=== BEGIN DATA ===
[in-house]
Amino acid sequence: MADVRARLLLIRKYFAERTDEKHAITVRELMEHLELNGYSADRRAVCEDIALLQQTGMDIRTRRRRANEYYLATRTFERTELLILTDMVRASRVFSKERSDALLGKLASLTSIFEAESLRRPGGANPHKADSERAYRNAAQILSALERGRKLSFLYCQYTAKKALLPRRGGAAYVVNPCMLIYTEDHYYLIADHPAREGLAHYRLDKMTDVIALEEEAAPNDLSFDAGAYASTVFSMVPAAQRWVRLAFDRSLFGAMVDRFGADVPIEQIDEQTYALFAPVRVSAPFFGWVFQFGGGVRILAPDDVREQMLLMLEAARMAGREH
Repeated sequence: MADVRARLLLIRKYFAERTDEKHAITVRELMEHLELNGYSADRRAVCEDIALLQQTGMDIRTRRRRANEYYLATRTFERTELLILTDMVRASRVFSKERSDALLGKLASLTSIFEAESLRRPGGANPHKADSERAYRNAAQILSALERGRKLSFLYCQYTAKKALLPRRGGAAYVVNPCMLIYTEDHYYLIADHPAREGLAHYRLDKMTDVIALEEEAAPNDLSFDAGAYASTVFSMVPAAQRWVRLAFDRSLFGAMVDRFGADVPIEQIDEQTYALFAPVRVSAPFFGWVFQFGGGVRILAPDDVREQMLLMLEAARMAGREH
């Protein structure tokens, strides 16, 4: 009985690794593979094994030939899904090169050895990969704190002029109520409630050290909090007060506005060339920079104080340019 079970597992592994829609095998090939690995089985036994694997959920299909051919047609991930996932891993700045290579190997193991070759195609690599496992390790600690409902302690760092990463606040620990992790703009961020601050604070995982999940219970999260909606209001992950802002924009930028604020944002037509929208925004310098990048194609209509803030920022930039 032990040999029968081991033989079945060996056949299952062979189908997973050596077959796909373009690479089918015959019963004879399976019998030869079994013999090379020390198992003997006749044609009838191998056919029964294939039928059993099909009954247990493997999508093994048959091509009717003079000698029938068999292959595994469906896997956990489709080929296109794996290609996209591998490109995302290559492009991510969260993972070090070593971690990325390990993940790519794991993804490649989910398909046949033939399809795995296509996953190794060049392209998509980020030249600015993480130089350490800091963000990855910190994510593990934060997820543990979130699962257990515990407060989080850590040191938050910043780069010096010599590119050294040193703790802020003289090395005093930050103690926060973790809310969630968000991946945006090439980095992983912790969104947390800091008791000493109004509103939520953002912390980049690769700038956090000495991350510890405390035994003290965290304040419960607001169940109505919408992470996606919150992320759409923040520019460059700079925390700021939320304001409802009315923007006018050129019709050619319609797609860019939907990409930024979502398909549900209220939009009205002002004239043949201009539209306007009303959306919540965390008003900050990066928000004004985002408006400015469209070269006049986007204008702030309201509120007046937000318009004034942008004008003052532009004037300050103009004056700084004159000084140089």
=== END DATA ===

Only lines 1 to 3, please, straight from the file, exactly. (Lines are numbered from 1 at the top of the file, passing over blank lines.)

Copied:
[in-house]
Amino acid sequence: MADVRARLLLIRKYFAERTDEKHAITVRELMEHLELNGYSADRRAVCEDIALLQQTGMDIRTRRRRANEYYLATRTFERTELLILTDMVRASRVFSKERSDALLGKLASLTSIFEAESLRRPGGANPHKADSERAYRNAAQILSALERGRKLSFLYCQYTAKKALLPRRGGAAYVVNPCMLIYTEDHYYLIADHPAREGLAHYRLDKMTDVIALEEEAAPNDLSFDAGAYASTVFSMVPAAQRWVRLAFDRSLFGAMVDRFGADVPIEQIDEQTYALFAPVRVSAPFFGWVFQFGGGVRILAPDDVREQMLLMLEAARMAGREH
Repeated sequence: MADVRARLLLIRKYFAERTDEKHAITVRELMEHLELNGYSADRRAVCEDIALLQQTGMDIRTRRRRANEYYLATRTFERTELLILTDMVRASRVFSKERSDALLGKLASLTSIFEAESLRRPGGANPHKADSERAYRNAAQILSALERGRKLSFLYCQYTAKKALLPRRGGAAYVVNPCMLIYTEDHYYLIADHPAREGLAHYRLDKMTDVIALEEEAAPNDLSFDAGAYASTVFSMVPAAQRWVRLAFDRSLFGAMVDRFGADVPIEQIDEQTYALFAPVRVSAPFFGWVFQFGGGVRILAPDDVREQMLLMLEAARMAGREH